Marist High Student Ambassador Organization Benefits Children with Cancer
It’s not often that high school students can make and enjoy eating ice cream sundaes during their lunch hour. But that’s exactly what happened at Marist High School in Chicago recently when the Student Ambassador Organization organized a “Make Your Own Sundae” event to raise money for the Pediatric Oncology Treasure Chest Foundation (POTCF) annual Holiday Toy Drive. The Orland Park-based POTCF is a non-profit organization that provides comfort and distraction from painful procedures to children and teens diagnosed with cancer by providing a toy, gift or gift card in 42 hospitals across 13 states nationwide.
Instead of buying a mere bag of chips, Marist students were able to enjoy enormous sundaes with oreo sprinkles, all for a worthy cause. And when the whipped cream had settled, the triumphant Student Ambassador Organization had raised an impressive $497 to benefit children and teens fighting cancer. After the final amount had been collected, Student Ambassador Organization members took the funds to a local Toys-R-Us store and handpicked the toys they felt would be most appreciated by children battling cancer.
Alex Brown, Student Ambassador Organization coordinator, said, “Marist students have been raising money for the Treasure Chest Foundation for more than five years now. We cannot think of a more worthy cause.” Marist High Student Ambassador Barrett Callaghan added, “Anything for the kids that are less fortunate than us.”
POTCF Founder and CEO Colleen Kisel is especially grateful to the Student Ambassador Organization, faculty and students for their generosity and support in raising such an impressive total. “Thanks to the success of their creative Make Your Own Sundae event, our Foundation will make 2013 a brighter and happier year for young cancer patients who benefit from our services across the nation,” said Ms. Kisel.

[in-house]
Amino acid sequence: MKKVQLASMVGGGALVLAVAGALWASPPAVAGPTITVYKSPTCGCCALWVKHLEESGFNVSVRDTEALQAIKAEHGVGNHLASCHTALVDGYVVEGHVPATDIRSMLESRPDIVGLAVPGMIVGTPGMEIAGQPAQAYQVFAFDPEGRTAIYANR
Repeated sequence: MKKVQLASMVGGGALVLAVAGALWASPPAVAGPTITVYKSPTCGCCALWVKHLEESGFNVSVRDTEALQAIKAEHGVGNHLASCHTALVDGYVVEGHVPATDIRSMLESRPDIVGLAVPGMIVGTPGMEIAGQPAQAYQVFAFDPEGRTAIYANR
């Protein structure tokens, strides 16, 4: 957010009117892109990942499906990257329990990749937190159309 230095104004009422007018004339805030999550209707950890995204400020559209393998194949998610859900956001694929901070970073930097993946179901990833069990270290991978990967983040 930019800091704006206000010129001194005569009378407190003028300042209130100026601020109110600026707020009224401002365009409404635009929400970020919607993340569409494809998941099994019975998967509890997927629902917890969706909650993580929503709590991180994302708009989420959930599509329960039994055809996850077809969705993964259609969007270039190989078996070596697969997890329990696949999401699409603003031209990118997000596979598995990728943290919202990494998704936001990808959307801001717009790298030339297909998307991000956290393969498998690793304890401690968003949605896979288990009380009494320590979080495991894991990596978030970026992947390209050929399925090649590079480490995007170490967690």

The POTCF is a unique organization whose services impact more than 7,900 young cancer patients each month. Nowhere else in the nation does such a program exist. Colleen Kisel founded the organization in 1996 after her then seven-year-old son Martin had been diagnosed with leukemia in 1993. Ms. Kisel discovered that giving her son a toy after each procedure provided a calming distraction from his pain, noting that when children are diagnosed with cancer their world soon becomes filled with doctors, nurses, chemotherapy drugs, surgeries and seemingly endless painful procedures. Martin celebrated his 19th anniversary of remission from the disease in 2012.
If you would like further information about the Treasure Chest Foundation, please contact Colleen Kisel at 708-687-TOYS (8697) or visit the Foundation’s web site at www.treasurechest.org.